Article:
Hey Adam, thank you for your response. Thank you for clarifying that the FAA goes on a case by case basis too. Most of these decisions are “cookie cutter” elsewhere.

To answer your question, it’s both! Once I put myself into something, I’ll do everything short of dying before I quit. I’m old enough to know myself better. Once I put it off to achieve something else, that “may” (and that’s the rub) lead to it, it’s a different story. I lose that “passion, heat, urge, whatever” and it becomes business as usual. I’m going to lose the weight anyway, because I want to be healthy and around for quite sometime.

So, I guess my take from all of this is to cough up the money and see an AME, and lose the weight anyway, if not for the flight school, just for myself.

Thank you gentlemen.

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Anytime, that is what we are here for.

Hi Guys,

Thank you so much for your previous help, and I owe you this update. Today I had my FAA class one exam with Dr. Eric Shreder, who I got his name here on this forum (Thanks to Yarden here Aeromedical Examiner in my City).

What a great guy! I highly recommend him. He said that my “monocular” vision (the lazy eye condition) can be overcome by a flight test in the field to demonstrate ability, and that he personally knows pilots with my condition who hold class 1 medical license.

I lost 5 lb over the last 10 days. That’s an average of 0.5 lb/day. Registering at 185 lb today, I’m officially overweight as opposed to borderline obese 10 days ago. My diabetes medicine started to give me serious low blood glucose levels that I stopped it completely. My blood pressure is stable without medication anymore.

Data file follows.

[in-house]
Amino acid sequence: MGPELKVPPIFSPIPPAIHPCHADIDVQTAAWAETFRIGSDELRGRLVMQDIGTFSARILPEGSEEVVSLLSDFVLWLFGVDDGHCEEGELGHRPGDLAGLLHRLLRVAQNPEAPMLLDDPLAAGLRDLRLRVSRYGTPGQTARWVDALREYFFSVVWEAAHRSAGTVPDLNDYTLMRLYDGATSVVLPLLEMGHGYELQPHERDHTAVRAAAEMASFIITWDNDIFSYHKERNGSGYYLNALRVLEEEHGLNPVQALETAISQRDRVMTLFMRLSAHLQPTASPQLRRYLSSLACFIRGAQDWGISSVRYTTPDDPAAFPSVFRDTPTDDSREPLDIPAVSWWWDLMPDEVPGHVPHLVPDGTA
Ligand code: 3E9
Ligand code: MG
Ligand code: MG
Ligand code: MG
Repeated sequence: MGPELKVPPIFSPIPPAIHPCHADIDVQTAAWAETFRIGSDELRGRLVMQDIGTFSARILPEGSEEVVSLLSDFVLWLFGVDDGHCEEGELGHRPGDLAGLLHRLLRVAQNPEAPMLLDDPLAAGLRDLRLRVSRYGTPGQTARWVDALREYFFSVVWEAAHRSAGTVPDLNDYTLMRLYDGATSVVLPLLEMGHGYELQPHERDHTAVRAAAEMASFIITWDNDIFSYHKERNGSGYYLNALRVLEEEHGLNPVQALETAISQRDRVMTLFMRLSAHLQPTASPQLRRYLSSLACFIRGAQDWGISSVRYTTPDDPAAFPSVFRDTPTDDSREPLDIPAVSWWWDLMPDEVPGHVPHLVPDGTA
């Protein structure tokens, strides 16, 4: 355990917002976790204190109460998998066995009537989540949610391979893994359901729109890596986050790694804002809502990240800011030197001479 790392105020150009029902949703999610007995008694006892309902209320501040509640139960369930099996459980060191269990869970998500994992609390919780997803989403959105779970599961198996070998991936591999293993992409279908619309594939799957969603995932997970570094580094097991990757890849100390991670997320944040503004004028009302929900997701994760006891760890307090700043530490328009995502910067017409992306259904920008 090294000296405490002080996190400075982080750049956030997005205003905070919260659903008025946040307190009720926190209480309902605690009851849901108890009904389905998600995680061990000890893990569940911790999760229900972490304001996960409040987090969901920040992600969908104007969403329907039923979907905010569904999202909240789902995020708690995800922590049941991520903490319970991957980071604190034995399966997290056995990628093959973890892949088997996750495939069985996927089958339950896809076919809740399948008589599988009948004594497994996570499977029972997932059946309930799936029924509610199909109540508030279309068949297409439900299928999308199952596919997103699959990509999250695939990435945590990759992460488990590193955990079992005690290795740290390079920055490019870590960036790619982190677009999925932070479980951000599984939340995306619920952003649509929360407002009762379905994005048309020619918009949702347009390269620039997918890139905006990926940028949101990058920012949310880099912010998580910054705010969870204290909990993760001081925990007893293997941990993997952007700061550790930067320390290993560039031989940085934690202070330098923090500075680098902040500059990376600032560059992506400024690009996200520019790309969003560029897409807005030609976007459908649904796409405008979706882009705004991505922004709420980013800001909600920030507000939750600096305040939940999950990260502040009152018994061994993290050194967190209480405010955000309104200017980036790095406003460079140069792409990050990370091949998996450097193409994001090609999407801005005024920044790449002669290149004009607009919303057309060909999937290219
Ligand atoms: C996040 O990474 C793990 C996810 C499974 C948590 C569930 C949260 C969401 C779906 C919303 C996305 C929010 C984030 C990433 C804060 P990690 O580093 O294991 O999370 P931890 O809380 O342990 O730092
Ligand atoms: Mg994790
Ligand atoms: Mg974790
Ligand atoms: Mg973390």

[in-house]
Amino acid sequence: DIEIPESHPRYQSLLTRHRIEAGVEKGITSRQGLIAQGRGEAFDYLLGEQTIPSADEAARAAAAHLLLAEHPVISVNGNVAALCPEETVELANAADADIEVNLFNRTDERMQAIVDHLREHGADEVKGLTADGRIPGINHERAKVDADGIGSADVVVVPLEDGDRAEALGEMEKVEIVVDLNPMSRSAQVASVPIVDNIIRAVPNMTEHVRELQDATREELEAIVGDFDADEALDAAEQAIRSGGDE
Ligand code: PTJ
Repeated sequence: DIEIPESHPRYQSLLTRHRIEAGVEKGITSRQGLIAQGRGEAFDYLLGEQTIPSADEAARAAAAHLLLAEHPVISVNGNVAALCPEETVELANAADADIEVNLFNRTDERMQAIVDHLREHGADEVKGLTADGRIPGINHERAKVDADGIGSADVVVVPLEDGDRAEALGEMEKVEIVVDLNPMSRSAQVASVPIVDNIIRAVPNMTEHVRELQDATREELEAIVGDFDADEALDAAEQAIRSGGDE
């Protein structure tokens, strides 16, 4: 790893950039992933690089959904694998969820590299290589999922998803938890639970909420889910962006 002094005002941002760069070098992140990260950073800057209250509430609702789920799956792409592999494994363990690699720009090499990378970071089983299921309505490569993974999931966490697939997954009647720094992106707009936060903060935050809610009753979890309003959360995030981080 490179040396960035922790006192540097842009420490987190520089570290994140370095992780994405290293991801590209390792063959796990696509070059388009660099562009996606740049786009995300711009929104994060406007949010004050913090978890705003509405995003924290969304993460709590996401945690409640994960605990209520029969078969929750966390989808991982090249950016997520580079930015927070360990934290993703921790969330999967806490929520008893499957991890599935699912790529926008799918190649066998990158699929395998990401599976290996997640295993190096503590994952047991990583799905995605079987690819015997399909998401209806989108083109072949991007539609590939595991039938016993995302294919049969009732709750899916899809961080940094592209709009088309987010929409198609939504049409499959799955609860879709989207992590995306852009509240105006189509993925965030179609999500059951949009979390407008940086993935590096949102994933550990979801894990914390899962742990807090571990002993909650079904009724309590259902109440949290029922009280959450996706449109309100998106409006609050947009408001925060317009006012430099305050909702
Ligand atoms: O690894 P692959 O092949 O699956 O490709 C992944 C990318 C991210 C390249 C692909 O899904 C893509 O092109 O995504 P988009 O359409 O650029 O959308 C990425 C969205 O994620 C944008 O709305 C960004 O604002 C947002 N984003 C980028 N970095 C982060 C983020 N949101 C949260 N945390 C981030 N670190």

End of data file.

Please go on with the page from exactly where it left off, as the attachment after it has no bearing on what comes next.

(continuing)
I discussed this and the future lookout of my career with Dr. Shreder and he was very positive that I’m pre-diabetic by FAA standards since my HbA1c never passed 8 (my highest ever was 7.9) and that the cut off limit for pilots was 8.9. He commended what I was doing to lose the weight and my newly adopted lifestyle.

As for the future outlook, since I explained a bit more about my genetic heritage, he explained that FAA’s fear of diabetic pilots is that they may go into hypoglycemia (and even coma) while flying because, generally speaking, this is a known side effect of current oral hypoglycemics. Then we agreed that the new diabetes drugs, being slowly adopted nowadays, are much more safer in inducing hypoglycemia and that eventually diabetes may be removed as a condition that prohibits pilots from flying (talk about 10-15 years from now).